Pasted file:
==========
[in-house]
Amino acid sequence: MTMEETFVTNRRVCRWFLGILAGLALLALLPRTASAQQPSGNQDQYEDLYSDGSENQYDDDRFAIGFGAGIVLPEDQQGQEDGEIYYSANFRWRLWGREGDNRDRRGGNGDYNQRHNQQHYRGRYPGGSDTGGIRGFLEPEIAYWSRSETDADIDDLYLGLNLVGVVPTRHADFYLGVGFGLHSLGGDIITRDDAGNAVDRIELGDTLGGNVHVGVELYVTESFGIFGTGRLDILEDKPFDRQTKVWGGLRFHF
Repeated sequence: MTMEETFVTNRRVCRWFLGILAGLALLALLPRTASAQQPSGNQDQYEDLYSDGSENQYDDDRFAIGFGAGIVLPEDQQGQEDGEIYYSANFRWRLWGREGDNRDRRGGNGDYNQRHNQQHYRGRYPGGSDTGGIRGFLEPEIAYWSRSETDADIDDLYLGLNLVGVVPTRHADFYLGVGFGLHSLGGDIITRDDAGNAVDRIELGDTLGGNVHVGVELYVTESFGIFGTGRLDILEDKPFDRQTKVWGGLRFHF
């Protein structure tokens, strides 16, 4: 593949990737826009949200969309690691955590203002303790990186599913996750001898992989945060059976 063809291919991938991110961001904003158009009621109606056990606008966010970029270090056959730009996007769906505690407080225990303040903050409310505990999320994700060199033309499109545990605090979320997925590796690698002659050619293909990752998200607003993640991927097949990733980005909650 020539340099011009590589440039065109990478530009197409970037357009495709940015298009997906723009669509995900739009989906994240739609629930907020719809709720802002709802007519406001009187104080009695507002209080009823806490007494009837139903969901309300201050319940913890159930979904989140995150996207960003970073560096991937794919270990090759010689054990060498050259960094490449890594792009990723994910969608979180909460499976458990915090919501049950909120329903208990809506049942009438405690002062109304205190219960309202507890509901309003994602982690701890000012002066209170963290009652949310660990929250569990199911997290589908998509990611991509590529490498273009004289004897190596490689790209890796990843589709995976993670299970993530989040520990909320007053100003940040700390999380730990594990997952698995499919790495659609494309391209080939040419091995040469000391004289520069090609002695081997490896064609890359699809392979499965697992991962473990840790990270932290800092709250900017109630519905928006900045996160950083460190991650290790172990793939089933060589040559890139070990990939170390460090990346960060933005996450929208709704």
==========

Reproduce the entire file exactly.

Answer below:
[in-house]
Amino acid sequence: MTMEETFVTNRRVCRWFLGILAGLALLALLPRTASAQQPSGNQDQYEDLYSDGSENQYDDDRFAIGFGAGIVLPEDQQGQEDGEIYYSANFRWRLWGREGDNRDRRGGNGDYNQRHNQQHYRGRYPGGSDTGGIRGFLEPEIAYWSRSETDADIDDLYLGLNLVGVVPTRHADFYLGVGFGLHSLGGDIITRDDAGNAVDRIELGDTLGGNVHVGVELYVTESFGIFGTGRLDILEDKPFDRQTKVWGGLRFHF
Repeated sequence: MTMEETFVTNRRVCRWFLGILAGLALLALLPRTASAQQPSGNQDQYEDLYSDGSENQYDDDRFAIGFGAGIVLPEDQQGQEDGEIYYSANFRWRLWGREGDNRDRRGGNGDYNQRHNQQHYRGRYPGGSDTGGIRGFLEPEIAYWSRSETDADIDDLYLGLNLVGVVPTRHADFYLGVGFGLHSLGGDIITRDDAGNAVDRIELGDTLGGNVHVGVELYVTESFGIFGTGRLDILEDKPFDRQTKVWGGLRFHF
């Protein structure tokens, strides 16, 4: 593949990737826009949200969309690691955590203002303790990186599913996750001898992989945060059976 063809291919991938991110961001904003158009009621109606056990606008966010970029270090056959730009996007769906505690407080225990303040903050409310505990999320994700060199033309499109545990605090979320997925590796690698002659050619293909990752998200607003993640991927097949990733980005909650 020539340099011009590589440039065109990478530009197409970037357009495709940015298009997906723009669509995900739009989906994240739609629930907020719809709720802002709802007519406001009187104080009695507002209080009823806490007494009837139903969901309300201050319940913890159930979904989140995150996207960003970073560096991937794919270990090759010689054990060498050259960094490449890594792009990723994910969608979180909460499976458990915090919501049950909120329903208990809506049942009438405690002062109304205190219960309202507890509901309003994602982690701890000012002066209170963290009652949310660990929250569990199911997290589908998509990611991509590529490498273009004289004897190596490689790209890796990843589709995976993670299970993530989040520990909320007053100003940040700390999380730990594990997952698995499919790495659609494309391209080939040419091995040469000391004289520069090609002695081997490896064609890359699809392979499965697992991962473990840790990270932290800092709250900017109630519905928006900045996160950083460190991650290790172990793939089933060589040559890139070990990939170390460090990346960060933005996450929208709704």